Table 2 provides Pearson correlation coefficients for items in the POMS and VAS as well as percent change in MADRS score. Significant correlations were observed between percent change in the MADRS and individual baseline ratings on the depression-scale from the POMS (r= -.466, p= 0.0006), and the restless (r= -.448, p= 0.001), sad (r= -.493, p= 0.0003), and irritated (r= -.403, p= 0.0037) scales from the VAS. Scatterplots showing each of the significant correlations are presented in Figure 2, A through D. Trends were observed in the confusion (r= -.378, p= 0.007) and tension (r= -.378, p= 0.01) scales from the POMS, and the drowsy (r= -.371, p= 0.008) scale from the VAS. The correlations indicate that lower scores on the POMS depression, confusion, and tension scales, and the VAS sad, restless, irritated, and drowsy scales are associated with larger treatment response. Importantly, baseline MADRS (r= -.07, p> 0.05; Figure 2E) and baseline HAM-A (r= -.023, p> 0.05) scores did not correlate with treatment response to scopolamine.
The results of this study indicate that baseline self-report mood-ratings obtained prior to treatment can predict response outcome to scopolamine.
The discriminant analysis identified a combination of the baseline rating scale variables that together predict response or non-response. The discriminant functions obtained for the separate diagnostic subgroups accurately classified over 85 percent of all unipolar and bipolar patients as responders or non-responders. Little overlap in the factor scores exists for responders and non-responders, especially within the bipolar group. Moreover, in the cross-validation analysis when each subject was removed individually and subsequently classified based on the resulting discriminant function, over 70% of unipolar patients and over 85% of bipolar patients were correctly classified. This result suggests that baseline mood ratings may successfully predict treatment response to scopolamine in individual patients.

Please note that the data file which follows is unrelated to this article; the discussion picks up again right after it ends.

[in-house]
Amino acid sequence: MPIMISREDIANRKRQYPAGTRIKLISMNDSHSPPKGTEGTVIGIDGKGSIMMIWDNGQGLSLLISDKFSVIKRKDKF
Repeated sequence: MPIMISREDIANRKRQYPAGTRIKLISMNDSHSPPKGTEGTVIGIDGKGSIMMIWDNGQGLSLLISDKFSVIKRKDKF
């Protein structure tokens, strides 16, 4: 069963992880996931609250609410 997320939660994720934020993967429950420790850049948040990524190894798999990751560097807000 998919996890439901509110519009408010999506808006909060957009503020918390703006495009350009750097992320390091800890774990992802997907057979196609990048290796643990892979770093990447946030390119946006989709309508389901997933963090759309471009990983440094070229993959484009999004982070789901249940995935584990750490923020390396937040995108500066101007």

Importantly, the magnitude of response during placebo did not correlate with the discriminant function scores, suggesting that the predictive value of the discriminant function is specific to treatment response and does not predict improvement associated with placebo. In addition, in the MDD group in study phase I where the sample size was sufficient to estimate the placebo response separately from the treatment response, the placebo and treatment correlations differed, suggesting that the discriminant function selectively predicts scopolamine response and not placebo response. In addition, while the discriminant function did not predict response to placebo in the MDD group receiving placebo first (P/S), the function did predict subsequent response to scopolamine, providing further evidence that the predictive ability of the discriminant function is specific to the treatment response. The sample sizes for the BP group during study phase I became too small when separating the placebo (n=8) and treatment (n=6) groups and therefore we were unable to confirm specificity in the bipolar sub-group.